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The tech-specs: http://wiki.librivox.org/index.php/Audacity_1-2-3#Configure
How to clean noise: http://wiki.librivox.org/index.php/Noisecleaning_With_Pics
To check tech-specs and noise: http://www.cgjennings.ca/checker/


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Post Posted:: October 11th, 2017, 8:44 am 

Joined: January 17th, 2013, 9:16 pm
Posts: 2100
Location: Rochester, NY
Several months ago, I was driving myself nuts trying to get rid of what I thought were unacceptable jaw-movement clicks in my recording. My MC reassured me that what seemed so loud and obvious to me was actually barely noticeable and completely normal and acceptable. I think we all tend to hear our own noises more acutely than other people do.

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My LibriVox Recordings

Thanks to everyone for your patience with my erratic presence here these past few months. I'm back again and ready to start recording!


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Post Posted:: October 11th, 2017, 11:56 am 

Joined: February 8th, 2017, 9:03 am
Posts: 85
Location: St. Moritz, Switzerland
@moniaqua @commonsparrow3 Thank you so much for your quick answers and your support and understanding! These mouth noises almost drove me to desperation this afternoon. You two are angels!
Image

I printed out your advice and quickly memorised all points - and it helped! I concentrated so much on avoiding these dreaded mouth clicks that I didn't even notice how tense I was in my belly, mouth, throat, neck, shoulders and jaw. I couldn't believe my ears when I listened to my recording afterwards, but the mouth noises had diminished considerably (the good and loud laugh I had when I read "glücklicher Dorftrottel - Blick" had a very relaxing effect, too. Yeah, dieser Blick is familiar...hihihi :mrgreen: ). I can see now how breath control and a good technique can make all the difference! Mille mille grazie! Now, I will practice to maintain these good posture, relaxation and breathing habits for longer recordings, too...it's all too easy to fall back into being tense and breathing wrongly after a few sentences.

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All of us get lost in the darkness. Dreamers learn to steer by the stars.

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Post Posted:: October 11th, 2017, 2:51 pm 
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Joined: July 14th, 2008, 4:54 pm
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Well Claudia, I've never had issue with your Weekly Poetry readings. :D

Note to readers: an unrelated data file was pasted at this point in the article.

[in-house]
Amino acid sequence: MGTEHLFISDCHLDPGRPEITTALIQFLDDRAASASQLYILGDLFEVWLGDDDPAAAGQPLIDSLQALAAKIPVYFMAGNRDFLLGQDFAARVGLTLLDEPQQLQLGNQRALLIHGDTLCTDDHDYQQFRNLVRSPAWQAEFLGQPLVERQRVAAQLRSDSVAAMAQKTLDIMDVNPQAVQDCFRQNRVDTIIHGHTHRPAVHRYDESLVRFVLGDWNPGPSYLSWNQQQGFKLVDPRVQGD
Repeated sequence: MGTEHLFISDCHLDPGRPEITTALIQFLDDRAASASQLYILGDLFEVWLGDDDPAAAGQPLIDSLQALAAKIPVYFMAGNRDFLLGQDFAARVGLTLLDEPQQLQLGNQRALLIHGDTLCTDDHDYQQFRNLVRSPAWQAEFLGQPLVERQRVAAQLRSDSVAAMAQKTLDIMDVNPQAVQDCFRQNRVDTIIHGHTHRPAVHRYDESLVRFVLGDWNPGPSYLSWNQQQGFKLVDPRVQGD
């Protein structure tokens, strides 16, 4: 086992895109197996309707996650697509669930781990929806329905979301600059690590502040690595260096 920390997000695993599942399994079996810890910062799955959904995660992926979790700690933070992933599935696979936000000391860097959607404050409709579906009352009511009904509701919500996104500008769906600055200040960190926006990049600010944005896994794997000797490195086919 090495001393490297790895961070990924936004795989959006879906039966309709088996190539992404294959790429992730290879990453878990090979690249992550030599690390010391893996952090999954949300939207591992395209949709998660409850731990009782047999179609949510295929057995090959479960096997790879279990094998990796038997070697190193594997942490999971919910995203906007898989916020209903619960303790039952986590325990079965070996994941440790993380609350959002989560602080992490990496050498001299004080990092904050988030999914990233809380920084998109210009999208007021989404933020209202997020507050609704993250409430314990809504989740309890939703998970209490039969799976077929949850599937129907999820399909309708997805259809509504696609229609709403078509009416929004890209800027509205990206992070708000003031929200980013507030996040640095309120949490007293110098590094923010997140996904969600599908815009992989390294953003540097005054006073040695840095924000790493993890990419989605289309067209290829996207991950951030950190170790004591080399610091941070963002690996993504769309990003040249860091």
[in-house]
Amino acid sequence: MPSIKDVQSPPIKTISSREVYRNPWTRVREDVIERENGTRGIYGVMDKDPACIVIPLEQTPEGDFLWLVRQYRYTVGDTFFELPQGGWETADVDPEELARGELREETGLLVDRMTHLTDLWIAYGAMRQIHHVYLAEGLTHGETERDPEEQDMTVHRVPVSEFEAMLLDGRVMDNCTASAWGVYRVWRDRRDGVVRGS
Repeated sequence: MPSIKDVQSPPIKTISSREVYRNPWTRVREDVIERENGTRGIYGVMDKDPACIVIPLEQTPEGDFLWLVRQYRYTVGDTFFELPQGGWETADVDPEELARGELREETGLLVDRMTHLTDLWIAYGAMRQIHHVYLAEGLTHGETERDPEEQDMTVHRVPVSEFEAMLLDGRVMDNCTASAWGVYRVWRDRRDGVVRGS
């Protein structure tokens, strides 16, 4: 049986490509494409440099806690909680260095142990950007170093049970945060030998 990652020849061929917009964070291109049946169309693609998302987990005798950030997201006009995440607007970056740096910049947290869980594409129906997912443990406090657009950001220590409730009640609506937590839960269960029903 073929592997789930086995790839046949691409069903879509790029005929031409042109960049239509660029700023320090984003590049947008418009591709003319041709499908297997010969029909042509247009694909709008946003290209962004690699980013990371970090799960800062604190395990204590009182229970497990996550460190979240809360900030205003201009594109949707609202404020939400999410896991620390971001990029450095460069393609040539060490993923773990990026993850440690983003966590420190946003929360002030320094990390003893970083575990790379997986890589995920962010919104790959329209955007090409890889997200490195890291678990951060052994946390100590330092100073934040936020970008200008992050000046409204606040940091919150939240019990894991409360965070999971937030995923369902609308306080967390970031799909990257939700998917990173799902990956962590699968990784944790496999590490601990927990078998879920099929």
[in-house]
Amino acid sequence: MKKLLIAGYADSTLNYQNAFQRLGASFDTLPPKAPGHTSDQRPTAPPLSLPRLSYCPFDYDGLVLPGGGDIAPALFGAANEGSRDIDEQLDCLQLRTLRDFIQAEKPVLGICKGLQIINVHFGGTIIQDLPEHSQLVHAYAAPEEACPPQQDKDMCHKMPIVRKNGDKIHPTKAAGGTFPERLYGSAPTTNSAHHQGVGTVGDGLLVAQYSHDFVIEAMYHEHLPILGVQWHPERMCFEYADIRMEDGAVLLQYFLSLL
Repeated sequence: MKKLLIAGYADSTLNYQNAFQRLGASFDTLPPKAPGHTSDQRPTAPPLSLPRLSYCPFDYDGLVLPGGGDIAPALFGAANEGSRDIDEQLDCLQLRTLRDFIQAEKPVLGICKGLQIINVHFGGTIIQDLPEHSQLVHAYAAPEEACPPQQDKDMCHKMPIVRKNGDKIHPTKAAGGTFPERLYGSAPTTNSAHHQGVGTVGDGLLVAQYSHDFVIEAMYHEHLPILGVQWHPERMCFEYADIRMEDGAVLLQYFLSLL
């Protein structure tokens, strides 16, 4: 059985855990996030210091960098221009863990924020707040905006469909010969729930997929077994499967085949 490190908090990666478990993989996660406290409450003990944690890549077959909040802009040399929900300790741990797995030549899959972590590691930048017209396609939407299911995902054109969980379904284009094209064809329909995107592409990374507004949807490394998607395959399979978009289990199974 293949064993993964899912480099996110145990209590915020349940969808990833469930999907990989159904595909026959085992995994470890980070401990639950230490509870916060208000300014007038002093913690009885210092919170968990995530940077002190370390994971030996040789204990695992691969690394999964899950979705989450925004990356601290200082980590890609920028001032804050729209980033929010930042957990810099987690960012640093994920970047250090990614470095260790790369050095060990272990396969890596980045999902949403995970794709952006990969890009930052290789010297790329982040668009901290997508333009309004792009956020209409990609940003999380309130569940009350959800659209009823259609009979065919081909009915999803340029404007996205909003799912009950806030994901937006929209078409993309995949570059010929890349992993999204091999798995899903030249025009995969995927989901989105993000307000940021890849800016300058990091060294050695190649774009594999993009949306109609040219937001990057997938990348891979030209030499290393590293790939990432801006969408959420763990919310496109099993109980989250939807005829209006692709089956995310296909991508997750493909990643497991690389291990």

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* Weekly & Fortnightly Poetry - Check out the Short Works forum for the latest projects!
* The Christmas Hirelings - 7 sections available


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Post Posted:: October 11th, 2017, 3:50 pm 

Joined: February 8th, 2017, 9:03 am
Posts: 85
Location: St. Moritz, Switzerland
@David Most probably, you are a gentleman that simply ignores all my clicks! Image

It's pure luck that I've been able to make one single weekly poem - recording (out of so many attempts) with a more or less acceptable amount of mouth noise, really.

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All of us get lost in the darkness. Dreamers learn to steer by the stars.

Rush, The Pass


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Post Posted:: October 12th, 2017, 12:20 am 

Joined: April 11th, 2013, 4:48 am
Posts: 312
Location: Somewhere in the south
Hm. And Peter Plapperblatt, there it was luck, too? ;) Definitely I didn't have any issues with mouthclicks or so and I am not a gentleman :lol:

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Monika


The tech-specs: http://wiki.librivox.org/index.php/Audacity_1-2-3#Configure
How to clean noise: http://wiki.librivox.org/index.php/Noisecleaning_With_Pics
To check tech-specs and noise: http://www.cgjennings.ca/checker/


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Post Posted:: October 12th, 2017, 1:22 am 

Joined: February 17th, 2015, 7:22 am
Posts: 1663
Hello Claudia,

I heartily agree with the advice you've received. Drinking more water helps to minimise the mouth noises. And yes, things that sound deafening to us when we're listening on headphones probably won't even be noticed by listeners.